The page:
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HomePollsPolling Faith on Easter 2017: Americans’ Views on Resurrection, Church Attendance

Polling Faith on Easter 2017: Americans’ Views on Resurrection, Church Attendance

On Easter, we examine public opinion on Jesus and the God of the Christian Bible.

On Easter, we examine public opinion on Jesus and the God of the Christian Bible.

Religiosity may be on a verifiable decline in the U.S., but belief in God and the resurrection of Jesus Christ held steady over the last year to Easter 2017. For more than three years, People’s Pundit Daily has given a brief synopsis of polls relating to faith and religion, which along with an entire chapter in Our Virtuous Republic, continues to support a simple observation.

Americans’ views on God, specifically the tenets of Christianity, are not exactly in line with their views or confidence in the Church.

For instance, in 2014 a whopping 89% of Americans said they believed Jesus Christ actually walked the Earth roughly 2000 years-ago, but only 69% said he rose from the dead. Regarding the latter, that number has actually risen to roughly 75%. While Easter still may not be the most important holiday for Americans, half will still honor the resurrection by attending church.

That number has remained remarkably stable over the last three years.

What are Americans looking for when they attend church services?

According to a new survey conducted by Gallup, 76% of American Christians and Jews filling up churches and synagogues during Easter and Passover are looking for sermons or talks that teach them more about scripture. A similiar 75% are looking for sermons or lectures that help them connect religion to their own life. Sixty-four percent (64%) are looking to attend churches and synagogues that have spiritual programs geared toward children and teenagers.

Among adults who attended church, synagogue or a mosque growing up, but now seldom or never attend, a stunning 36% say a major factor is that they don’t like organized religion. Twenty-five percent (25%) say it’s a minor factor in why they no longer attend. Another 44% say the fact they prefer to worship on their own is a major factor in their decision, and 21% say it’s a minor factor.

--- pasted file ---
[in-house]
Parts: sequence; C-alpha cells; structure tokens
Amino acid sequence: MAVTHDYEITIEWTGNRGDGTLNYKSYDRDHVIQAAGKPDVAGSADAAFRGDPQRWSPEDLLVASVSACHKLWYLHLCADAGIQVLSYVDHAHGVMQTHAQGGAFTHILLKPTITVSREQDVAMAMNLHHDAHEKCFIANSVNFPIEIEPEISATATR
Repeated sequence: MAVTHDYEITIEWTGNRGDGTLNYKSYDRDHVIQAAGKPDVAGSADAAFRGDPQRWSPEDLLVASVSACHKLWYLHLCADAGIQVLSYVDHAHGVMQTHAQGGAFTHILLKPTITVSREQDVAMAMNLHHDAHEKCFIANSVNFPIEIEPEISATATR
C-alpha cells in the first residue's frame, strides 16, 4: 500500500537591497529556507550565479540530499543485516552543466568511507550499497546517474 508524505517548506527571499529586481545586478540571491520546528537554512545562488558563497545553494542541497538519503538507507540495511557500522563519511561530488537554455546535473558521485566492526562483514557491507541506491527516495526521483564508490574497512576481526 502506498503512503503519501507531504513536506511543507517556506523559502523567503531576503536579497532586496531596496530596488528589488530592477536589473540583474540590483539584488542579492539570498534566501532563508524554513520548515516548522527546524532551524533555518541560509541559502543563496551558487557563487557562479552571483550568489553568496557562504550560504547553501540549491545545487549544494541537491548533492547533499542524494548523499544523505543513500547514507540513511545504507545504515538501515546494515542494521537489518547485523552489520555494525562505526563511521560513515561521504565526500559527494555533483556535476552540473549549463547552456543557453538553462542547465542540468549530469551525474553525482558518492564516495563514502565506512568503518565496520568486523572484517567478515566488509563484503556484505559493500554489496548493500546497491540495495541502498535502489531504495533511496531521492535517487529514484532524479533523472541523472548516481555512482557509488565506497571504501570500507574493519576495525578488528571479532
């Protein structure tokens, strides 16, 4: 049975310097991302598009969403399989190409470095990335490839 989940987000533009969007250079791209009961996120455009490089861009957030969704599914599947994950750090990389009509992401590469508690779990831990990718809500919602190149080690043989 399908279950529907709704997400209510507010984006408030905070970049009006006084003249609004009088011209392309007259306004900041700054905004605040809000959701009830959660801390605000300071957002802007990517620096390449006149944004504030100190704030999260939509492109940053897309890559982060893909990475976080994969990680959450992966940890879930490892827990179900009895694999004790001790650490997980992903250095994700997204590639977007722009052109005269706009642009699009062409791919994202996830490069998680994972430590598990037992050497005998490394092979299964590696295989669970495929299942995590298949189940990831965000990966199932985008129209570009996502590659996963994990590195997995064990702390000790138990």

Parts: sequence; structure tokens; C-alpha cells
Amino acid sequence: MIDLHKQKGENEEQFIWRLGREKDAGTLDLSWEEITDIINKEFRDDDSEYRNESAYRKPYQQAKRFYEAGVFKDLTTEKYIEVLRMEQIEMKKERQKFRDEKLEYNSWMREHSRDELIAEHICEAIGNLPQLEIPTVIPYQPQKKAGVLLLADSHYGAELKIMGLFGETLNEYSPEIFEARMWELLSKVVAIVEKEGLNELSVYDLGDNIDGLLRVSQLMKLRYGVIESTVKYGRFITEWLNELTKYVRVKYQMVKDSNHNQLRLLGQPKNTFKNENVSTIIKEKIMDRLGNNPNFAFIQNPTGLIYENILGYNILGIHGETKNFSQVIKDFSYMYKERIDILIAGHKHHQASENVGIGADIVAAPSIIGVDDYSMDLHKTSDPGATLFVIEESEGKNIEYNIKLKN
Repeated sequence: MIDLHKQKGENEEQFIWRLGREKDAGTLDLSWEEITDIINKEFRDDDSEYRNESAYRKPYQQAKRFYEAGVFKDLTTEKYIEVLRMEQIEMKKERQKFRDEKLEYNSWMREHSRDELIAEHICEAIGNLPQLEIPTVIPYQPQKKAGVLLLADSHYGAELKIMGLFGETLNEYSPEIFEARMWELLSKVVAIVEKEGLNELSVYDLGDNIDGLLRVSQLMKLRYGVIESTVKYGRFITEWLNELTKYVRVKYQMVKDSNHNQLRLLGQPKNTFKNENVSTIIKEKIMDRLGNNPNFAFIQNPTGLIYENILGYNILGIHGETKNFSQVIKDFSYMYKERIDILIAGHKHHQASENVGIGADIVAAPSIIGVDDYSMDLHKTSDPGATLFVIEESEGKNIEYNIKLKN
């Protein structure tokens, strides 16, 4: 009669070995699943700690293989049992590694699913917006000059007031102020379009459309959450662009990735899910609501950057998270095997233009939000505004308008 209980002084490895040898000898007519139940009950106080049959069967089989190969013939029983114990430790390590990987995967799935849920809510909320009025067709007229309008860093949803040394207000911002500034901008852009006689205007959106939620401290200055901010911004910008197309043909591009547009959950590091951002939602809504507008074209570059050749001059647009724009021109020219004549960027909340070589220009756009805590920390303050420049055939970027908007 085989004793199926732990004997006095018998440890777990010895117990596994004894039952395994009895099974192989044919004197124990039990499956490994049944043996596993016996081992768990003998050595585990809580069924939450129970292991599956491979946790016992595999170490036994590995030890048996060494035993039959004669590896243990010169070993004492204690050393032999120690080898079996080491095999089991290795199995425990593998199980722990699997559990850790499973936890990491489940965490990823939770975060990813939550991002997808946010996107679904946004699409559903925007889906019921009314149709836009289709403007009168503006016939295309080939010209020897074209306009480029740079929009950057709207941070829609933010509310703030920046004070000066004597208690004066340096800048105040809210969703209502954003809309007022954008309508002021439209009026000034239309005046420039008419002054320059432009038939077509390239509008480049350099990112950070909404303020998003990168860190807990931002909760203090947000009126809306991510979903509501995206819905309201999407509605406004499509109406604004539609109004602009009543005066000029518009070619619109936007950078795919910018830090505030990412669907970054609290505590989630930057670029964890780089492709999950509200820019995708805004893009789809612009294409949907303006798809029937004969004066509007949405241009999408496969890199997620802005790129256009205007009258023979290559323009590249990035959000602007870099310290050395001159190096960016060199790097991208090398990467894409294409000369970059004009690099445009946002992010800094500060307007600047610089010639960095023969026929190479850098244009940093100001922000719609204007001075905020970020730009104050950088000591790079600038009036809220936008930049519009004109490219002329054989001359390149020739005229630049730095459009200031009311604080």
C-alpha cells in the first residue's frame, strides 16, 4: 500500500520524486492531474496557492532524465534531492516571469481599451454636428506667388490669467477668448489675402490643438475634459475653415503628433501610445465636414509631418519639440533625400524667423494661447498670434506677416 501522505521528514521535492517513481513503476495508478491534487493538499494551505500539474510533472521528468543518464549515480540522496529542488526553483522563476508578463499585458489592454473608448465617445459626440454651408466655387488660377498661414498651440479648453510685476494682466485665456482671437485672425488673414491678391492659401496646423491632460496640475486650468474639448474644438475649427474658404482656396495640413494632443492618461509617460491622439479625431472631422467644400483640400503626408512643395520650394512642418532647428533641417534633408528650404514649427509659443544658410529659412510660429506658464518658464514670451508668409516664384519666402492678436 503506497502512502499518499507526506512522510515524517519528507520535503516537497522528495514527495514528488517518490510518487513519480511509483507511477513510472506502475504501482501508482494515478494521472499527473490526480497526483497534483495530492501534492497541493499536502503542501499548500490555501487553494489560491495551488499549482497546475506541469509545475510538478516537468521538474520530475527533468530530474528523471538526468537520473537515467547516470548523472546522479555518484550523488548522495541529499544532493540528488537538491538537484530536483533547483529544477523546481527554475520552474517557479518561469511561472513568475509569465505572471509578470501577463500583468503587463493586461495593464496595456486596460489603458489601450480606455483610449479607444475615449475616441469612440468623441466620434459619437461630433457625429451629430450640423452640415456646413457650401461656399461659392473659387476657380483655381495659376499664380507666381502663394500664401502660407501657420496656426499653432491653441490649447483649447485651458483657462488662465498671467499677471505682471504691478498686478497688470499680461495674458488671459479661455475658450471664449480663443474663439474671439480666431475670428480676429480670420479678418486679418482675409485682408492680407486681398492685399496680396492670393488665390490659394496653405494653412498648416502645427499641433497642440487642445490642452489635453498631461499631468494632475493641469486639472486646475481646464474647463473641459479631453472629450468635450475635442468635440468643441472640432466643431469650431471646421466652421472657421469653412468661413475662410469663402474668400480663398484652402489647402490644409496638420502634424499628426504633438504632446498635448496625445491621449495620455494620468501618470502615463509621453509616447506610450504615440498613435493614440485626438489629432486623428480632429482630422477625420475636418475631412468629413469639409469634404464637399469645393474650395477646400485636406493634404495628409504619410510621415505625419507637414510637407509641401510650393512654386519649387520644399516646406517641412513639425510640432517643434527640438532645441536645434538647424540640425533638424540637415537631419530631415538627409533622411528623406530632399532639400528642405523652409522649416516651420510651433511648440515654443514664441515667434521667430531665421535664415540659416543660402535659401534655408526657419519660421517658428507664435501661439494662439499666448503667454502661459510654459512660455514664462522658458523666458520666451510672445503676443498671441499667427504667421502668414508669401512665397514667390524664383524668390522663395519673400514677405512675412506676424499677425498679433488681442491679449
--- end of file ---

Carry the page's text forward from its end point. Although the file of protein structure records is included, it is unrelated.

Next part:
A significant percentage–22% as a major factor and 24% as a minor–also say they haven’t found a church or other place of worship that you like. Similarly, they aren’t sure what religion is right for them, 22% and 24% say–respectively.

Put simply, Americans still love God. They just don’t love the institutions that claim to represent him. This is further supported by data reviews in Our Virtuous Republican, showing views on these institutions never recovered following scandals involving well-known evangelists and priest molestation in the Catholic Church.

PPD Battleground State Likely Voter Profiles also showed a slight increase in religiosity among Americans identified as most likely to vote, though it is unclear whether that is due to disproportionate participation or increase in identification.


The survey on church attendance for Easter 2017 was conducted on 1,000 American adults during April 11-12, 2017 and has a +/- 3% margin of error, with a 95% level of confidence. The survey on belief in the resurrection was conducted on 1,000 American adults with the same error and confidence.


Results for this Gallup poll are based on telephone interviews conducted March 9-29, 2017, with a random sample of 1,526 adults, aged 18 and older, living in all 50 U.S. states and the District of Columbia. For results based on the total sample of 745 adults who attend church or other house of worship at least monthly, the margin of sampling error is ±4 percentage points at the 95% confidence level. For results based on the total sample of 532 adults who seldom or never attend church, the margin of sampling error is ±5 percentage points at the 95% confidence level. All reported margins of sampling error include computed design effects for weighting.

Each sample of national adults includes a minimum quota of 70% cellphone respondents and 30% landline respondents, with additional minimum quotas by time zone within region. Landline and cellular telephone numbers are selected using random-digit-dial methods.

Written by

Rich, the People's Pundit, is the Data Journalism Editor at PPD and Director of the PPD Election Projection Model. He is also the Director of Big Data Poll, and author of "Our Virtuous Republic: The Forgotten Clause in the American Social Contract."

Latest comment

  • Unsurprising given that america is a nation of imbeciles and lunatics

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